to adopt the amendment to Rule 8.4 of the ABA Model Rules of Professional Conduct which adds section (g) making it an ethical violation to engage in conduct that the lawyer knows or reasonably should know is harassment or discrimination on the basis of race, sex, religion, national origin, ethnicity, disability, age, sexual orientation, gender identity, marital status or socioeconomic status in conduct related to the practice of law.

It will be interesting to see if this spurs any action from the Pennsylvania Supreme Court, or not, particularly given the negative publicity that various justices have brought upon that court over the last few years.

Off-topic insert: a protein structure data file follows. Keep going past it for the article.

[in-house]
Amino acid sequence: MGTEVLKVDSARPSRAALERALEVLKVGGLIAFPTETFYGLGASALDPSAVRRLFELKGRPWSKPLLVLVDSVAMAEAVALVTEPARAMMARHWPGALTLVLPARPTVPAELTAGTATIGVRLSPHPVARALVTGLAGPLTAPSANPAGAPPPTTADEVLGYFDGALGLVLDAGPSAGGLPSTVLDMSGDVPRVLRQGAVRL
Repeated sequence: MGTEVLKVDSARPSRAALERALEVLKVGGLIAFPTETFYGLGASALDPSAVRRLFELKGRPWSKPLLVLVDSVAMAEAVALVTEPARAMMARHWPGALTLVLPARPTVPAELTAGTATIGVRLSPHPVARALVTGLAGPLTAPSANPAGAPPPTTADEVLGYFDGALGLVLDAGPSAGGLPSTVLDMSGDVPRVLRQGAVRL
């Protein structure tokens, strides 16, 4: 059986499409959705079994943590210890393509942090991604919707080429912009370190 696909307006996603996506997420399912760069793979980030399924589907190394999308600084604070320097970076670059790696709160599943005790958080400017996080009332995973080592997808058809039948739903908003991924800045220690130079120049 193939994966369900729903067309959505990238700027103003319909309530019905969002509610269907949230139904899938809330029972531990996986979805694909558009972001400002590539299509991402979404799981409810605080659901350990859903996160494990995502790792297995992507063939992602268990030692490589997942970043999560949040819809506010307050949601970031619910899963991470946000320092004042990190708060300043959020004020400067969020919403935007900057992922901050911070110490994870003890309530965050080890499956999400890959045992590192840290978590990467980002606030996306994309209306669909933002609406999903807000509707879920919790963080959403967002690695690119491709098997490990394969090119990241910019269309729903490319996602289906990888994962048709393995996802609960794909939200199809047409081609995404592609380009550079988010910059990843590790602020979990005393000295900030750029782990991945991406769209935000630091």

Violence should never be the answer.

Back almost twenty years ago, the New Jersey Supreme Court warned New Jersey lawyers that “any act of violence committed by an attorney will not be tolerated” and to expect that the likely consequence for engaging in violent behavior would be “[n]othing less than a suspension.”  They issued that warning in a case, In re Viggiano, where a lawyer responded to a minor traffic accident by getting out of his car, approaching the other vehicle involved, and proceeding to punch the female driver who was still sitting in the other car.  That lawyer received a three-month suspension.

Now, I was a mere law student in Tennessee back then, and I didn’t know anything about that decision before today.  I know about it now, thanks at first to a Law360 email newsletter blast, because of two decisions from the New Jersey Supreme Court that were issued simultaneously this week (and coincidentally were also both decided on the same day, more than 9 months ago on December 15, 2015, by the N.J. Disciplinary Review Board).